By September 14, 2015
This is Part 2 of our two-part Scholarly Inquiry with Samuel Brown. For Part 1, see here.
4. You address some of this in First Principles, but who is the intended audience of for your devotional work, and what do you hope to accomplish with it?
That’s the hard question. I mostly wanted my non-academic friends to have an accessible summary of my sense of how the Gospel might work. I felt sorry for the good people who felt stymied by the academic tone of In Heaven. I also felt like I was being a tiny bit cowardly by not taking a personal stand (academic writing, which I love, is always a little cowardly in my view, so easy to hide so much in the conventions of disciplined scholarship). My secret agenda (there is always a secret agenda in writing; you don’t have to admire Leo Strauss to acknowledge that) in First Principles was to begin to advocate for a relational theology of Mormonism, one that was true to Mormonism’s roots and promise, thereby gently de-Protestantizing the theologies available to contemporary Mormons.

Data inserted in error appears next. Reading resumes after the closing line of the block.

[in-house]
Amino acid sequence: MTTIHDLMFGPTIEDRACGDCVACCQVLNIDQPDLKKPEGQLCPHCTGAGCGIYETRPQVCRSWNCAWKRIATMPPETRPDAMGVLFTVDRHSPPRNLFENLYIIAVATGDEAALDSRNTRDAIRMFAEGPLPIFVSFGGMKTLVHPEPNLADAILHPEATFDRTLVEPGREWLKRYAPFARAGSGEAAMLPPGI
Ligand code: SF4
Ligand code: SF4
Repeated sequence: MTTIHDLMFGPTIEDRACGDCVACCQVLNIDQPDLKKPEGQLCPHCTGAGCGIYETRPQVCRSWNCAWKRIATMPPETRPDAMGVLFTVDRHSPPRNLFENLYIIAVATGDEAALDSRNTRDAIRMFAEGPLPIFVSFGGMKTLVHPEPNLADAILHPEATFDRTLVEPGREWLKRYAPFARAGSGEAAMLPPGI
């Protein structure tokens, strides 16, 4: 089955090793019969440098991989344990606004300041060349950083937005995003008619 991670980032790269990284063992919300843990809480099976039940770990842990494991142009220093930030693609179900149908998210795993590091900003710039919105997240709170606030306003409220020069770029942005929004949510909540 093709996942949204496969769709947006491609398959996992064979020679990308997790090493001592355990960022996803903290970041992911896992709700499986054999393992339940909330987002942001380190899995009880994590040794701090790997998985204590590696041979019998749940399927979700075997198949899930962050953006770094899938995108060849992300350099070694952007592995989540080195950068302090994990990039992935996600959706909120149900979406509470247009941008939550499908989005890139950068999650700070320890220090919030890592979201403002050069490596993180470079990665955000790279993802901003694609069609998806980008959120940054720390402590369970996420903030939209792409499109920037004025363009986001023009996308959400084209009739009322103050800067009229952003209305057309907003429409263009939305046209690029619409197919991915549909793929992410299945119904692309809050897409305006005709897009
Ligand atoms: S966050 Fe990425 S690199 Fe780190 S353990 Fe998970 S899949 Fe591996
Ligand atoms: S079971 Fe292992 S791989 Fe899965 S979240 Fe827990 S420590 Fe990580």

By September 11, 2015
Samuel M. Brown is a medical researcher, ICU physician, historian of religion and culture, and friend to many at the Juvenile Instructor. Today he fields our questions on his recent foray from academic research into devotional writing for an LDS audience. In particular we asked him about the significance of history for that kind of enterprise. This is Part 1 of a 2-Part feature. [For Part 2, see here.]
By September 8, 2015